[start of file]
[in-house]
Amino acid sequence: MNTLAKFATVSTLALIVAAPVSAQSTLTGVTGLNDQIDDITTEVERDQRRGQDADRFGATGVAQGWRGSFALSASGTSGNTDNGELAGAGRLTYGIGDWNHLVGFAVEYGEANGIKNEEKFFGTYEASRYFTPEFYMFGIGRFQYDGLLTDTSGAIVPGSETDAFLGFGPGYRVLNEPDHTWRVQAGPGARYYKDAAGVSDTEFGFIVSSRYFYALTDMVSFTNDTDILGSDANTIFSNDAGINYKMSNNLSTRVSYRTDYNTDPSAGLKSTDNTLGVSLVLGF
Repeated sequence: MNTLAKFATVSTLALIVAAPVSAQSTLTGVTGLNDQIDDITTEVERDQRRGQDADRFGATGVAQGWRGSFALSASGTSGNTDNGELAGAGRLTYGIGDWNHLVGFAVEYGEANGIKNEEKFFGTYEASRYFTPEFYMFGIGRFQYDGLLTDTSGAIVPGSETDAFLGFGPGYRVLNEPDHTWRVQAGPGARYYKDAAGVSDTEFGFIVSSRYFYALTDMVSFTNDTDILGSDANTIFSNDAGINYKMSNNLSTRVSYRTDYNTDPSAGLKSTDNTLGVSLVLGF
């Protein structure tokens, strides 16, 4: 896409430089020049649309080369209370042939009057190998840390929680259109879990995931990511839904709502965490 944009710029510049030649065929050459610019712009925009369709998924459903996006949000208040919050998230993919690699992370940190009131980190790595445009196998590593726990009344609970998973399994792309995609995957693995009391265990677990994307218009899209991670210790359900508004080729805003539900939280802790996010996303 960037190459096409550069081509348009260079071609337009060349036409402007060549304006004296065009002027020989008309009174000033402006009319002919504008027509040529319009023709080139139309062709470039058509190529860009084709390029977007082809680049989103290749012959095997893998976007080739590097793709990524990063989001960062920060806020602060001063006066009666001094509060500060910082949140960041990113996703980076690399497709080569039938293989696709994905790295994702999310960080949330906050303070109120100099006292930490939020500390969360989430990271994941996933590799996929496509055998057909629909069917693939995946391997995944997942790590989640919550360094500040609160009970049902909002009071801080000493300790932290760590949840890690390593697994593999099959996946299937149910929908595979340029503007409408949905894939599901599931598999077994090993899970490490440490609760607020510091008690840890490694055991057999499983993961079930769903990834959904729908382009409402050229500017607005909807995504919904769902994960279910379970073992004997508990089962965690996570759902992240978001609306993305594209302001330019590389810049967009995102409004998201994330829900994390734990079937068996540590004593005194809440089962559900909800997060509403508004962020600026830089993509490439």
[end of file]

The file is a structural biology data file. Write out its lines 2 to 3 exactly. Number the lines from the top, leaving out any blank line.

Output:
Amino acid sequence: MNTLAKFATVSTLALIVAAPVSAQSTLTGVTGLNDQIDDITTEVERDQRRGQDADRFGATGVAQGWRGSFALSASGTSGNTDNGELAGAGRLTYGIGDWNHLVGFAVEYGEANGIKNEEKFFGTYEASRYFTPEFYMFGIGRFQYDGLLTDTSGAIVPGSETDAFLGFGPGYRVLNEPDHTWRVQAGPGARYYKDAAGVSDTEFGFIVSSRYFYALTDMVSFTNDTDILGSDANTIFSNDAGINYKMSNNLSTRVSYRTDYNTDPSAGLKSTDNTLGVSLVLGF
Repeated sequence: MNTLAKFATVSTLALIVAAPVSAQSTLTGVTGLNDQIDDITTEVERDQRRGQDADRFGATGVAQGWRGSFALSASGTSGNTDNGELAGAGRLTYGIGDWNHLVGFAVEYGEANGIKNEEKFFGTYEASRYFTPEFYMFGIGRFQYDGLLTDTSGAIVPGSETDAFLGFGPGYRVLNEPDHTWRVQAGPGARYYKDAAGVSDTEFGFIVSSRYFYALTDMVSFTNDTDILGSDANTIFSNDAGINYKMSNNLSTRVSYRTDYNTDPSAGLKSTDNTLGVSLVLGF